Neither of these matters is properly embraced within our grant of certiorari, and we are therefore not called upon to pass on them. We hold only that in its consideration of matters within the scope of the "disputes" clause in the present case, the Court of Claims is confined to review of the administrative record under the standards in the Wunderlich Act and may not receive new evidence. We therefore vacate the judgment below and remand the case for further proceedings in conformity with this opinion.
It is so ordered.
The petition to the Court of Claims alleged that changed subsurface conditions required respondent to install permanent tunnel protection by the use of steel arch ribs and steel liner plates, that that work delayed completion of the project and increased its cost, for which respondent should be reimbursed, and that the decision of the Corps of Engineers in rejecting the claim was "capricious" or "arbitrary."
The Wunderlich Act, 41 U. S. C. § 321, makes "final and conclusive" any decision by a federal agency under customary disputes clauses in government contracts with several exceptions—"unless the same is fraudulent or capricious or arbitrary or so grossly erroneous as necessarily to imply bad faith, or is not supported by substantial evidence."
I think the decision was "capricious or arbitrary" because evidence was considered by the Appeals Board in making its decision which the claimant did not see and which he had no opportunity to refute. I therefore think that a de novo hearing was permissible before the Court of Claims.
The Board found that respondent at the start should have used temporary protection against fall-ins and that, had it done so, permanent tunnel protection would not have been required. In February 1948, before the hearing, a letter from the Acting District Engineer to the Chief of Engineers reported a conversation the Corps' resident engineer for this project had had with an expert from New York's Bureau of Mines. The only inference that could be drawn from that report was that the expert believed that the tunnel was in safe condition shortly after it was bored and that its later unsafe condition was caused by the fact that respondent "had not had the foresight
After the decision respondent learned of this expert's alleged statements and called him as a witness at the hearing before the Court of Claims, where he testified on the basis of his inspection that permanent, not temporary, protection against fall-ins was necessary from the beginning. As respects the guniting of the tunnel, one of the Government's own witnesses testified at the hearing before the Court of Claims that it would have served no useful purpose.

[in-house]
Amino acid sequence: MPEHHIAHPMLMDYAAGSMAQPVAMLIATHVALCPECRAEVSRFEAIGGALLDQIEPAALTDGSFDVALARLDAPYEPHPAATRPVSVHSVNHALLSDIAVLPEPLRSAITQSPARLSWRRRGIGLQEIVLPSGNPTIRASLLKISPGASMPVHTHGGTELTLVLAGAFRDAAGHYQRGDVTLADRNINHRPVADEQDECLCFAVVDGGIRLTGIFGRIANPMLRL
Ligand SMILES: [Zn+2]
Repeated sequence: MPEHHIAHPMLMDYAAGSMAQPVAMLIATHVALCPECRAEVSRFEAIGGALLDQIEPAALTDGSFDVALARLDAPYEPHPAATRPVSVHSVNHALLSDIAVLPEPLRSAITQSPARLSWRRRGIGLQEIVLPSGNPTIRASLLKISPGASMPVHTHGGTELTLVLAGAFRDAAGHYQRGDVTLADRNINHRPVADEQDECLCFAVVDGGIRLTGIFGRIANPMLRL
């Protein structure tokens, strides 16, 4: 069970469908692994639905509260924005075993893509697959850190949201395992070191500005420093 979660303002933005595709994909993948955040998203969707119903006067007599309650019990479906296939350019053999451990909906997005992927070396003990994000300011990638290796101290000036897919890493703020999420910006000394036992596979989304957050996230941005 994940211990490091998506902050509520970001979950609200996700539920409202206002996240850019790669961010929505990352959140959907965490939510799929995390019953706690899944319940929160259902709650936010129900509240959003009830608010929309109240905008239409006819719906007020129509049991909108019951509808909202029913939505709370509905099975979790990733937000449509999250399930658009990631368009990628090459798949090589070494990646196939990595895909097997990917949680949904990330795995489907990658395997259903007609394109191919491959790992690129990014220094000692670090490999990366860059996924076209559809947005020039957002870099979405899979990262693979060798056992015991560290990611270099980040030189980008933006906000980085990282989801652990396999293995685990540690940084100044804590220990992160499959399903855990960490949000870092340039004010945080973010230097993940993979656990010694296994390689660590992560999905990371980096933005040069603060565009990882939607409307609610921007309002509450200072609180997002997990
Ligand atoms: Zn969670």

This issue—whether only temporary protection was needed—was one of the main issues in the case. When the agency making the decision relies on evidence that the claimant has no chance to refute, the hearing becomes infected with a procedure that lacks that fundamental fairness the citizen expects from his Government. Cf. Willner v. Committee on Character & Fitness, ante, p. 96; Gonzales v. United States, 348 U.S. 407; Morgan v. United States, 304 U.S. 1.
This irregularity points up what Judge Madden, writing for the Court of Claims, said in Volentine & Littleton v. United States, 136 Ct. Cl. 638, 641-642, 145 F.Supp. 952, 954:
We are dealing, in other words, with subnormal administrative procedures. While the regulations governing hearings before the Corps of Engineers are published and provide many protective features (33 CFR § 210.4), they lack some of the safeguards normally accorded claimants in administrative proceedings. Thus they are specifically exempt from § 5 and from § 7 of the Administrative Procedure Act. 5 U. S. C. §§ 1004, 1006. The exemption from § 7 is highlighted in this case. That section provides in part:
That provision, if applicable, would have made reliance by the Board on the ex parte hearsay statement of this outside expert reversible error. Lax procedural standards may at times do no harm. But where, as here, opinion evidence on the vital issue in the case was obtained ex parte and where that evidence is shown to have been false, the conclusion that the decision was "capricious" or "arbitrary" seems to me unavoidable.
41 U. S. C. § 322 provides: "No Government contract shall contain a provision making final on a question of law the decision of any administrative official, representative, or board."